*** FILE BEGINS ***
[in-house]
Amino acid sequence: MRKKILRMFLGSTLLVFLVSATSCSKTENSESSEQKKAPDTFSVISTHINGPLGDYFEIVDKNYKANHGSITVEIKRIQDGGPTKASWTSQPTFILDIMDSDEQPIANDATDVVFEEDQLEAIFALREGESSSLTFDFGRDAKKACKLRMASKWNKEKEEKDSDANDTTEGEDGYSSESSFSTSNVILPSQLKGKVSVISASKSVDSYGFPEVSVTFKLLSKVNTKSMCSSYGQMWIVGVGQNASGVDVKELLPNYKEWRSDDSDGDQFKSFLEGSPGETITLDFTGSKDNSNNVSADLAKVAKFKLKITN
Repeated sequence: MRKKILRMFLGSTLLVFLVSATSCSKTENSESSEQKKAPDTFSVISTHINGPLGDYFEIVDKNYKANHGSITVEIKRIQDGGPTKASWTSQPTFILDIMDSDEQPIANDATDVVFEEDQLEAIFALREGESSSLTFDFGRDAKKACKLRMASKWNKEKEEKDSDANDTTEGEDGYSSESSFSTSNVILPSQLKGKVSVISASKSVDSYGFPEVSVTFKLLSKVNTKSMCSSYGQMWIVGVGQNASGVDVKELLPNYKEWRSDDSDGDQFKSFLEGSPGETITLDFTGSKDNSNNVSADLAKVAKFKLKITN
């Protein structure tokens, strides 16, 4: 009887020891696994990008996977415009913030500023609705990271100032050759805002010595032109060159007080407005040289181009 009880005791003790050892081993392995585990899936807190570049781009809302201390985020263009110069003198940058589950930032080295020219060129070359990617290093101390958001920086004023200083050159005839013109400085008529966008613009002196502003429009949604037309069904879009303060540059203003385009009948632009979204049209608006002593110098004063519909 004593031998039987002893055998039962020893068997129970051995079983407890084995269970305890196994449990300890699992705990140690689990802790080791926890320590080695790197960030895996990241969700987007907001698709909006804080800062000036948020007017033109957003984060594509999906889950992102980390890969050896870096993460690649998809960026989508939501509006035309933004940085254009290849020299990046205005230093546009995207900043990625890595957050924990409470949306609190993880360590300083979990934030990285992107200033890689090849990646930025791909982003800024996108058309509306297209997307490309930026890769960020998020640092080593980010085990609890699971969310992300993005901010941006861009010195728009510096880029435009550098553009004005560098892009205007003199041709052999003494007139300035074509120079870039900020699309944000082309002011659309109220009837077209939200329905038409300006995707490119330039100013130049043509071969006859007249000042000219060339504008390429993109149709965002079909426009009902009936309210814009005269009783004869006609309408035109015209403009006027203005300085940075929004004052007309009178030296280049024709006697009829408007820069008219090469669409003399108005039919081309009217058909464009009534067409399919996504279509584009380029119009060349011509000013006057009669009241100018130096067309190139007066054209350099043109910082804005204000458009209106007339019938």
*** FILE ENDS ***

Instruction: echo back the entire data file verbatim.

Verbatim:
[in-house]
Amino acid sequence: MRKKILRMFLGSTLLVFLVSATSCSKTENSESSEQKKAPDTFSVISTHINGPLGDYFEIVDKNYKANHGSITVEIKRIQDGGPTKASWTSQPTFILDIMDSDEQPIANDATDVVFEEDQLEAIFALREGESSSLTFDFGRDAKKACKLRMASKWNKEKEEKDSDANDTTEGEDGYSSESSFSTSNVILPSQLKGKVSVISASKSVDSYGFPEVSVTFKLLSKVNTKSMCSSYGQMWIVGVGQNASGVDVKELLPNYKEWRSDDSDGDQFKSFLEGSPGETITLDFTGSKDNSNNVSADLAKVAKFKLKITN
Repeated sequence: MRKKILRMFLGSTLLVFLVSATSCSKTENSESSEQKKAPDTFSVISTHINGPLGDYFEIVDKNYKANHGSITVEIKRIQDGGPTKASWTSQPTFILDIMDSDEQPIANDATDVVFEEDQLEAIFALREGESSSLTFDFGRDAKKACKLRMASKWNKEKEEKDSDANDTTEGEDGYSSESSFSTSNVILPSQLKGKVSVISASKSVDSYGFPEVSVTFKLLSKVNTKSMCSSYGQMWIVGVGQNASGVDVKELLPNYKEWRSDDSDGDQFKSFLEGSPGETITLDFTGSKDNSNNVSADLAKVAKFKLKITN
């Protein structure tokens, strides 16, 4: 009887020891696994990008996977415009913030500023609705990271100032050759805002010595032109060159007080407005040289181009 009880005791003790050892081993392995585990899936807190570049781009809302201390985020263009110069003198940058589950930032080295020219060129070359990617290093101390958001920086004023200083050159005839013109400085008529966008613009002196502003429009949604037309069904879009303060540059203003385009009948632009979204049209608006002593110098004063519909 004593031998039987002893055998039962020893068997129970051995079983407890084995269970305890196994449990300890699992705990140690689990802790080791926890320590080695790197960030895996990241969700987007907001698709909006804080800062000036948020007017033109957003984060594509999906889950992102980390890969050896870096993460690649998809960026989508939501509006035309933004940085254009290849020299990046205005230093546009995207900043990625890595957050924990409470949306609190993880360590300083979990934030990285992107200033890689090849990646930025791909982003800024996108058309509306297209997307490309930026890769960020998020640092080593980010085990609890699971969310992300993005901010941006861009010195728009510096880029435009550098553009004005560098892009205007003199041709052999003494007139300035074509120079870039900020699309944000082309002011659309109220009837077209939200329905038409300006995707490119330039100013130049043509071969006859007249000042000219060339504008390429993109149709965002079909426009009902009936309210814009005269009783004869006609309408035109015209403009006027203005300085940075929004004052007309009178030296280049024709006697009829408007820069008219090469669409003399108005039919081309009217058909464009009534067409399919996504279509584009380029119009060349011509000013006057009669009241100018130096067309190139007066054209350099043109910082804005204000458009209106007339019938």